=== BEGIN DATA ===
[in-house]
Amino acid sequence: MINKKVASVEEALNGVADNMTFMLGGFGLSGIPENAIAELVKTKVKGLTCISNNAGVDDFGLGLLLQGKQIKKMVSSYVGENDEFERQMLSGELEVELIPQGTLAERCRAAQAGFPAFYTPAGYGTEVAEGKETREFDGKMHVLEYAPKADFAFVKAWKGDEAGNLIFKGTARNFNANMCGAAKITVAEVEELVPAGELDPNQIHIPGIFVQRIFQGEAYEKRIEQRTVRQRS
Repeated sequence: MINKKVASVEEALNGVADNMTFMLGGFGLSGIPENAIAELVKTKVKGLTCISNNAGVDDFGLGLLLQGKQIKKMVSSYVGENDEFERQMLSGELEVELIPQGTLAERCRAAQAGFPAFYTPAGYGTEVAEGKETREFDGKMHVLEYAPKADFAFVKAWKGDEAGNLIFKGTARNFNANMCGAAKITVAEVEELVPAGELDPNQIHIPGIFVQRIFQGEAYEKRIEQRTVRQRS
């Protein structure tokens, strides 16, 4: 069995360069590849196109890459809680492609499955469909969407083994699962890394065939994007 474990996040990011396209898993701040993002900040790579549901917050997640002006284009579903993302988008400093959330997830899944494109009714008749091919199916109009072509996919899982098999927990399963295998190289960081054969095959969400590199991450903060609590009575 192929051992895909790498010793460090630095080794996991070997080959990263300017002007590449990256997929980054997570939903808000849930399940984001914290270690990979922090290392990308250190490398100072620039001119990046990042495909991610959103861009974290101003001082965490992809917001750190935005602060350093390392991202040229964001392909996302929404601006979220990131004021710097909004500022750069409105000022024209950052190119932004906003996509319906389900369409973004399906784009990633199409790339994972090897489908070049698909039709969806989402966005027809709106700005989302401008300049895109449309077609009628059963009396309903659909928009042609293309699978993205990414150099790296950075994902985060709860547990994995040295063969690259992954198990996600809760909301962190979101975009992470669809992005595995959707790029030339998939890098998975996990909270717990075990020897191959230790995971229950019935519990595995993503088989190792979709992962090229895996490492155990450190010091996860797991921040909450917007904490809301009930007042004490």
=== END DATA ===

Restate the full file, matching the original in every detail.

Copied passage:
[in-house]
Amino acid sequence: MINKKVASVEEALNGVADNMTFMLGGFGLSGIPENAIAELVKTKVKGLTCISNNAGVDDFGLGLLLQGKQIKKMVSSYVGENDEFERQMLSGELEVELIPQGTLAERCRAAQAGFPAFYTPAGYGTEVAEGKETREFDGKMHVLEYAPKADFAFVKAWKGDEAGNLIFKGTARNFNANMCGAAKITVAEVEELVPAGELDPNQIHIPGIFVQRIFQGEAYEKRIEQRTVRQRS
Repeated sequence: MINKKVASVEEALNGVADNMTFMLGGFGLSGIPENAIAELVKTKVKGLTCISNNAGVDDFGLGLLLQGKQIKKMVSSYVGENDEFERQMLSGELEVELIPQGTLAERCRAAQAGFPAFYTPAGYGTEVAEGKETREFDGKMHVLEYAPKADFAFVKAWKGDEAGNLIFKGTARNFNANMCGAAKITVAEVEELVPAGELDPNQIHIPGIFVQRIFQGEAYEKRIEQRTVRQRS
């Protein structure tokens, strides 16, 4: 069995360069590849196109890459809680492609499955469909969407083994699962890394065939994007 474990996040990011396209898993701040993002900040790579549901917050997640002006284009579903993302988008400093959330997830899944494109009714008749091919199916109009072509996919899982098999927990399963295998190289960081054969095959969400590199991450903060609590009575 192929051992895909790498010793460090630095080794996991070997080959990263300017002007590449990256997929980054997570939903808000849930399940984001914290270690990979922090290392990308250190490398100072620039001119990046990042495909991610959103861009974290101003001082965490992809917001750190935005602060350093390392991202040229964001392909996302929404601006979220990131004021710097909004500022750069409105000022024209950052190119932004906003996509319906389900369409973004399906784009990633199409790339994972090897489908070049698909039709969806989402966005027809709106700005989302401008300049895109449309077609009628059963009396309903659909928009042609293309699978993205990414150099790296950075994902985060709860547990994995040295063969690259992954198990996600809760909301962190979101975009992470669809992005595995959707790029030339998939890098998975996990909270717990075990020897191959230790995971229950019935519990595995993503088989190792979709992962090229895996490492155990450190010091996860797991921040909450917007904490809301009930007042004490």